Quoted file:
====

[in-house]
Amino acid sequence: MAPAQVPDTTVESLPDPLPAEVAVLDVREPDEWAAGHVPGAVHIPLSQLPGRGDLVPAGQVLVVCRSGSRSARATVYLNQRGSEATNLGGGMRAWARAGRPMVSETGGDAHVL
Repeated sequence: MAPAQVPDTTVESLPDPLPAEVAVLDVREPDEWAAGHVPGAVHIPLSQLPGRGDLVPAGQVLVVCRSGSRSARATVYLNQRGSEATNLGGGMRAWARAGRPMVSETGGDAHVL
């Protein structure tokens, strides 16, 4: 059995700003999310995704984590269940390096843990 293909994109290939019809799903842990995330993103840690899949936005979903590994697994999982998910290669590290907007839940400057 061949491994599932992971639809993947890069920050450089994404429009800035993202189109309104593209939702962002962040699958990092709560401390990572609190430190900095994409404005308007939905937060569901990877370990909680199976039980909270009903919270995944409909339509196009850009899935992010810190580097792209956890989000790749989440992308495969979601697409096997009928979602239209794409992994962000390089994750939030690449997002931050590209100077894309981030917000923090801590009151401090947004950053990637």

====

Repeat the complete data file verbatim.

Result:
[in-house]
Amino acid sequence: MAPAQVPDTTVESLPDPLPAEVAVLDVREPDEWAAGHVPGAVHIPLSQLPGRGDLVPAGQVLVVCRSGSRSARATVYLNQRGSEATNLGGGMRAWARAGRPMVSETGGDAHVL
Repeated sequence: MAPAQVPDTTVESLPDPLPAEVAVLDVREPDEWAAGHVPGAVHIPLSQLPGRGDLVPAGQVLVVCRSGSRSARATVYLNQRGSEATNLGGGMRAWARAGRPMVSETGGDAHVL
């Protein structure tokens, strides 16, 4: 059995700003999310995704984590269940390096843990 293909994109290939019809799903842990995330993103840690899949936005979903590994697994999982998910290669590290907007839940400057 061949491994599932992971639809993947890069920050450089994404429009800035993202189109309104593209939702962002962040699958990092709560401390990572609190430190900095994409404005308007939905937060569901990877370990909680199976039980909270009903919270995944409909339509196009850009899935992010810190580097792209956890989000790749989440992308495969979601697409096997009928979602239209794409992994962000390089994750939030690449997002931050590209100077894309981030917000923090801590009151401090947004950053990637």